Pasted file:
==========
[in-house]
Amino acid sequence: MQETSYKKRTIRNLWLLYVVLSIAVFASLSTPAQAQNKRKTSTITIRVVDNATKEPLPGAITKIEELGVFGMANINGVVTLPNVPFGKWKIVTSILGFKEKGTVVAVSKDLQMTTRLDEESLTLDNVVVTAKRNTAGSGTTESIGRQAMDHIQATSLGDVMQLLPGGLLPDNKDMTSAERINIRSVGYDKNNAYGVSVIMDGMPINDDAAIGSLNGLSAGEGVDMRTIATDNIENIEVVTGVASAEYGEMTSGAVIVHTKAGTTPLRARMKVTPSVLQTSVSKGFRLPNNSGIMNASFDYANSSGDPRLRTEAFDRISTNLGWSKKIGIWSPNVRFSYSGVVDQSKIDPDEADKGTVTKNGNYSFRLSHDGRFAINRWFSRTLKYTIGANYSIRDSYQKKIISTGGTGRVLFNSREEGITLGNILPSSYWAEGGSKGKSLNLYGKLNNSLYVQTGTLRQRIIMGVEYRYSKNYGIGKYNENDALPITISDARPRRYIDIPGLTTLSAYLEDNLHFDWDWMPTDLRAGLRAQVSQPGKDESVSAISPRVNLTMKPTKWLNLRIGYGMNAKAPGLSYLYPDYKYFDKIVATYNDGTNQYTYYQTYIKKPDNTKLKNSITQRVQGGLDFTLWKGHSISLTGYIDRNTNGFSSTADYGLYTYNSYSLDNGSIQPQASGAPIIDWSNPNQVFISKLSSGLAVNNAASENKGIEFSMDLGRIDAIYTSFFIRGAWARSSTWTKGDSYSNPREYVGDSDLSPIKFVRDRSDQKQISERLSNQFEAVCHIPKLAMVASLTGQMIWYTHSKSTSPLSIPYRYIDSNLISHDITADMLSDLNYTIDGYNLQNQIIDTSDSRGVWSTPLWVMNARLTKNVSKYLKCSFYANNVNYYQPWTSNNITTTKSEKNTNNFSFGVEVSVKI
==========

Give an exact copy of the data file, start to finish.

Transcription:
[in-house]
Amino acid sequence: MQETSYKKRTIRNLWLLYVVLSIAVFASLSTPAQAQNKRKTSTITIRVVDNATKEPLPGAITKIEELGVFGMANINGVVTLPNVPFGKWKIVTSILGFKEKGTVVAVSKDLQMTTRLDEESLTLDNVVVTAKRNTAGSGTTESIGRQAMDHIQATSLGDVMQLLPGGLLPDNKDMTSAERINIRSVGYDKNNAYGVSVIMDGMPINDDAAIGSLNGLSAGEGVDMRTIATDNIENIEVVTGVASAEYGEMTSGAVIVHTKAGTTPLRARMKVTPSVLQTSVSKGFRLPNNSGIMNASFDYANSSGDPRLRTEAFDRISTNLGWSKKIGIWSPNVRFSYSGVVDQSKIDPDEADKGTVTKNGNYSFRLSHDGRFAINRWFSRTLKYTIGANYSIRDSYQKKIISTGGTGRVLFNSREEGITLGNILPSSYWAEGGSKGKSLNLYGKLNNSLYVQTGTLRQRIIMGVEYRYSKNYGIGKYNENDALPITISDARPRRYIDIPGLTTLSAYLEDNLHFDWDWMPTDLRAGLRAQVSQPGKDESVSAISPRVNLTMKPTKWLNLRIGYGMNAKAPGLSYLYPDYKYFDKIVATYNDGTNQYTYYQTYIKKPDNTKLKNSITQRVQGGLDFTLWKGHSISLTGYIDRNTNGFSSTADYGLYTYNSYSLDNGSIQPQASGAPIIDWSNPNQVFISKLSSGLAVNNAASENKGIEFSMDLGRIDAIYTSFFIRGAWARSSTWTKGDSYSNPREYVGDSDLSPIKFVRDRSDQKQISERLSNQFEAVCHIPKLAMVASLTGQMIWYTHSKSTSPLSIPYRYIDSNLISHDITADMLSDLNYTIDGYNLQNQIIDTSDSRGVWSTPLWVMNARLTKNVSKYLKCSFYANNVNYYQPWTSNNITTTKSEKNTNNFSFGVEVSVKI